How Does the Halving Affect the Price?
By analyzing the price dynamics of Bitcoin's three halving cycles during a two-year span, starting one year before each halving and ending one year after it, one can predict Bitcoin's price trajectory leading up to the fourth halving. In the last two periods, Bitcoin experienced an appreciation of approximately 30,000% in 2012, 786% in 2016, and 712% in 2020. If Bitcoin shows the same indicators as those in the previous halving cycles, its price in 2025 could potentially increase to $220,000.
However, past performance cannot guarantee future results, and numerous factors affect the Bitcoin price. As Bitcoin evolves and penetrates the market, its value can become more consistent and less volatile.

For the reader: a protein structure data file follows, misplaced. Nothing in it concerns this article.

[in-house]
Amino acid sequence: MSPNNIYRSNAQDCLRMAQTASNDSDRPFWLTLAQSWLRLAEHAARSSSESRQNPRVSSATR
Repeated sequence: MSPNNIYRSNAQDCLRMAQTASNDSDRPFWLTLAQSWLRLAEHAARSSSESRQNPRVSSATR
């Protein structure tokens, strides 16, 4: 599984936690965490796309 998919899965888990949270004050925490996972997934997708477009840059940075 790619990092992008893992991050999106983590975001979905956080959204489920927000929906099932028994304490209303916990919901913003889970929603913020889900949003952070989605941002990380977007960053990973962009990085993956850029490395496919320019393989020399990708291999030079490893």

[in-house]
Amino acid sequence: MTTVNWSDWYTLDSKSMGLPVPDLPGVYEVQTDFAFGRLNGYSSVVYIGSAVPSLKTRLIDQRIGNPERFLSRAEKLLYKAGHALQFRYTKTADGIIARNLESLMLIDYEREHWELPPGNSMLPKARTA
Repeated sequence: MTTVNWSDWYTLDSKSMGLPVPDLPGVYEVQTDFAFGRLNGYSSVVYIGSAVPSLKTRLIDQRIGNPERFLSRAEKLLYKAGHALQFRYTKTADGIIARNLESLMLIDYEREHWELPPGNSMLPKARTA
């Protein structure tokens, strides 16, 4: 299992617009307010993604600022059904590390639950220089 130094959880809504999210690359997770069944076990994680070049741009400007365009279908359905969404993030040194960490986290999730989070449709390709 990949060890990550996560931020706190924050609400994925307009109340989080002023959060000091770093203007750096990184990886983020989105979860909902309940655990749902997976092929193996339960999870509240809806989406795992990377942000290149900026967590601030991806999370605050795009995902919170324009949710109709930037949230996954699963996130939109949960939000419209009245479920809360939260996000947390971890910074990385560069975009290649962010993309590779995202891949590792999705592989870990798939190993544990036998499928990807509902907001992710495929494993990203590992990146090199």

Moreover, halving is expected to reduce the sales pressure on prices, especially for miners. Miners are the most reliable sellers of Bitcoin, as they must cover the expenses of their operations by exchanging newly mined Bitcoin for fiat currency. Each halving eases the structural sales pressure, and if the demand remains steady or grows, the price should correspondingly increase.
What Is the Stock-to-Flow Model
The stock-to-flow (S2F) model is a predictive model that measures the scarcity of an asset by comparing its available stock (existing supply) to its flow (newly produced supply). The S2F model has been applied to Bitcoin by PlanB, a pseudonymous analyst, to predict cryptocurrency price movements. In the context of Bitcoin, the S2F model considers halving events that occur approximately every four years. During halving, the block reward for Bitcoin miners is cut in half, reducing the rate at which new Bitcoins are created. This leads to a decrease in the flow of new Bitcoin and an increase in the stock-to-flow ratio.